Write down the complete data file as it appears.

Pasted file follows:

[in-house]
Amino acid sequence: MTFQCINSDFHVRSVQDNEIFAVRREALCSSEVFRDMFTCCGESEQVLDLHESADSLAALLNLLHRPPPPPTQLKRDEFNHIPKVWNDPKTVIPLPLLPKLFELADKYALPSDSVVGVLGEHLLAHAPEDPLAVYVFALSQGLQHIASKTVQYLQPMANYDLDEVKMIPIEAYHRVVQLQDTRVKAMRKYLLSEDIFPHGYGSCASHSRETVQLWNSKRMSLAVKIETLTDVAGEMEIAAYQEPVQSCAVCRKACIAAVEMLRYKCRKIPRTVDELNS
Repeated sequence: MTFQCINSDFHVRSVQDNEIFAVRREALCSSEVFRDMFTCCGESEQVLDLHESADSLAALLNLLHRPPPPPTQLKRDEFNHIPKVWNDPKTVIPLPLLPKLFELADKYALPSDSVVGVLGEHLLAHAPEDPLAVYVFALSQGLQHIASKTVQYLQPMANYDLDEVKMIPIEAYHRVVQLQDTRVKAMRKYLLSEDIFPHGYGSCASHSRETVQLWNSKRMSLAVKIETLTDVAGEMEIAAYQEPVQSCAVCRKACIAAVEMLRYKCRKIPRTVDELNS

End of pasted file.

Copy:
[in-house]
Amino acid sequence: MTFQCINSDFHVRSVQDNEIFAVRREALCSSEVFRDMFTCCGESEQVLDLHESADSLAALLNLLHRPPPPPTQLKRDEFNHIPKVWNDPKTVIPLPLLPKLFELADKYALPSDSVVGVLGEHLLAHAPEDPLAVYVFALSQGLQHIASKTVQYLQPMANYDLDEVKMIPIEAYHRVVQLQDTRVKAMRKYLLSEDIFPHGYGSCASHSRETVQLWNSKRMSLAVKIETLTDVAGEMEIAAYQEPVQSCAVCRKACIAAVEMLRYKCRKIPRTVDELNS
Repeated sequence: MTFQCINSDFHVRSVQDNEIFAVRREALCSSEVFRDMFTCCGESEQVLDLHESADSLAALLNLLHRPPPPPTQLKRDEFNHIPKVWNDPKTVIPLPLLPKLFELADKYALPSDSVVGVLGEHLLAHAPEDPLAVYVFALSQGLQHIASKTVQYLQPMANYDLDEVKMIPIEAYHRVVQLQDTRVKAMRKYLLSEDIFPHGYGSCASHSRETVQLWNSKRMSLAVKIETLTDVAGEMEIAAYQEPVQSCAVCRKACIAAVEMLRYKCRKIPRTVDELNS